And one last look at the beauties...



Sunday, September 18, 2011

Ginger & Vanilla Peach Upside Down Cake



Oh September.  You bittersweet month.  For someone who loves Summer as much as I do, I'm always a little verklempt when the ninth month rolls around.  I was never one of those kids to jump up and down, excited for school to start.  Quite the opposite, in fact.  I know of a few occasions where I'd fake sick so I could stay home from school (Shhhhhh!  Don't tell my Mom!) trying to sneak in one last day of Summer holidays.  And not much has changed.  While I don't call in sick, I try to hang on,  just a little longer, to the best of Summer.  I know its  days are numbered, by the frosty mornings and changing light; the birds flying away and the impending fall TV schedule.




September is a month of transition.  A leaving-behind month.  A saying good-bye month to the best that Summer had to offer.  September is kind of like reading the best book you've read in a long time and knowing that it has to end, though you don't want it to. You savour every detail, knowing in the end you're going to have to let it go.  That's how September is for me.  My letting-go month.  The transition is made easier by starting a fun new class, and planning fall pot-luck parties.  I find the purchase of some tall suede boots (on order as we speak!) also makes for a smooth transition into the next season.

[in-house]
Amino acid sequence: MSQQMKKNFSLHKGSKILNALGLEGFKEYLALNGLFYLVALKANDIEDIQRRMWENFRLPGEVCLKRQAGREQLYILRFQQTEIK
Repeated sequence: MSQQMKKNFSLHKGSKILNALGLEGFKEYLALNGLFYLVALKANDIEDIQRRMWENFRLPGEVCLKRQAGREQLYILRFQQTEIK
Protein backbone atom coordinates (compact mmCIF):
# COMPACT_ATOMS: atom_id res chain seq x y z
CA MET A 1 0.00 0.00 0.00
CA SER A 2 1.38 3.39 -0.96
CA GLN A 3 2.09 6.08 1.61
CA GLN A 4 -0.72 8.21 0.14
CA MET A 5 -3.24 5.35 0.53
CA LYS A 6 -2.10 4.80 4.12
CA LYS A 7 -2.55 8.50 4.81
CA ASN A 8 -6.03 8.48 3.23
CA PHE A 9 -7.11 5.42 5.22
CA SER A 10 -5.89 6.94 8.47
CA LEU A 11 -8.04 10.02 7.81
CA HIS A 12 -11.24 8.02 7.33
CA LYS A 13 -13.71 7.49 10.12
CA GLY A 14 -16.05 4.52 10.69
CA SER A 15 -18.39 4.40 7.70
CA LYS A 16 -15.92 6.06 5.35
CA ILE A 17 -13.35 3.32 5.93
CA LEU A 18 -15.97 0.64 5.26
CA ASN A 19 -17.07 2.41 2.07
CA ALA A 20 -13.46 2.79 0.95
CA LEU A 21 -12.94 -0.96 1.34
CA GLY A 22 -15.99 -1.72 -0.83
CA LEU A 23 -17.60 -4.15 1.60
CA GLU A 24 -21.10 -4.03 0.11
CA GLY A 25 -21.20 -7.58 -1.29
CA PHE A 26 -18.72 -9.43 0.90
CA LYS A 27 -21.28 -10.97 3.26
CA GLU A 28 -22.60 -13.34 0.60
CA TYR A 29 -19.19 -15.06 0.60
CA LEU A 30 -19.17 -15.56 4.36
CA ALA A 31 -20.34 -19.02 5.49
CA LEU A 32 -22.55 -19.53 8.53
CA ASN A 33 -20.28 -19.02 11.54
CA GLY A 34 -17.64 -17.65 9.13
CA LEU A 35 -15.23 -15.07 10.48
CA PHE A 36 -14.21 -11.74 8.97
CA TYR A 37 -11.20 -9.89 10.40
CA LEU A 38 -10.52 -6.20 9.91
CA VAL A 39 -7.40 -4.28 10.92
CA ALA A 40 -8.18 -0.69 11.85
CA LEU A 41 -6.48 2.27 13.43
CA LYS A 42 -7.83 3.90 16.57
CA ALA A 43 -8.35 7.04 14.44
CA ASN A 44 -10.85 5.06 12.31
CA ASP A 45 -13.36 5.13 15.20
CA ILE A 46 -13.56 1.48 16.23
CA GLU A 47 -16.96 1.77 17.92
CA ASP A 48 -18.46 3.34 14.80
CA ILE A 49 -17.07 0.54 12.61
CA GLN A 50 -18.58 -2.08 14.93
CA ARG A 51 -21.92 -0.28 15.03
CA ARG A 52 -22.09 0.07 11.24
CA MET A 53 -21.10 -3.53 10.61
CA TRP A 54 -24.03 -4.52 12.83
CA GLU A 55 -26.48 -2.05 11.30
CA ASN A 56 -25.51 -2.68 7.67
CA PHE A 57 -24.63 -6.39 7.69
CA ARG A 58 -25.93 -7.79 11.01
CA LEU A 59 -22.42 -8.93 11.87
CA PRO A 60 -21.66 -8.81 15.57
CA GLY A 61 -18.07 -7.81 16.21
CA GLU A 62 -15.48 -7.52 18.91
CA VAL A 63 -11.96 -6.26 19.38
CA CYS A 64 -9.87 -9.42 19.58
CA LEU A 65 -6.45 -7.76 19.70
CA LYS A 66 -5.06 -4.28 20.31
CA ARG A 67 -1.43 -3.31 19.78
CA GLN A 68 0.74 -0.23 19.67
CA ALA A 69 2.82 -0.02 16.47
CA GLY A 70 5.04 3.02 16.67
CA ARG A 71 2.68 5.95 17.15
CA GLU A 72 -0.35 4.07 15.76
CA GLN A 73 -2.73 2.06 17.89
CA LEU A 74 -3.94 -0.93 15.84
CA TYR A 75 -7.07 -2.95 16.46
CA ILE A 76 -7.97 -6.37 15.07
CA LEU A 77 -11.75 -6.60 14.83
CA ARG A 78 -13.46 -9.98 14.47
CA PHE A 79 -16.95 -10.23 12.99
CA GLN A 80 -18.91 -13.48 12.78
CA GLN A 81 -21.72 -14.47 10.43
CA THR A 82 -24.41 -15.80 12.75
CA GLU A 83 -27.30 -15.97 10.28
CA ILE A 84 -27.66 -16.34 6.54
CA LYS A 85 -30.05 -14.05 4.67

I was pulling a tomato plant out of the garden a few days ago, and caught one last whiff of that tomato leaf smell.  You know the one.  It smells of Summer.  Same with the sweet peas climbing the fence in my front yard.  I try to smell them every day - the last of the late bloomers.  I'm soaking up the last smells of Summer all around me.  And one of my favourites is of peaches - so impeccable when perfectly ripe, you can smell them from clear across the room. This tart touched on just how much I love peaches, and I think after you taste this cake, you'll fall for them just as badly as I have.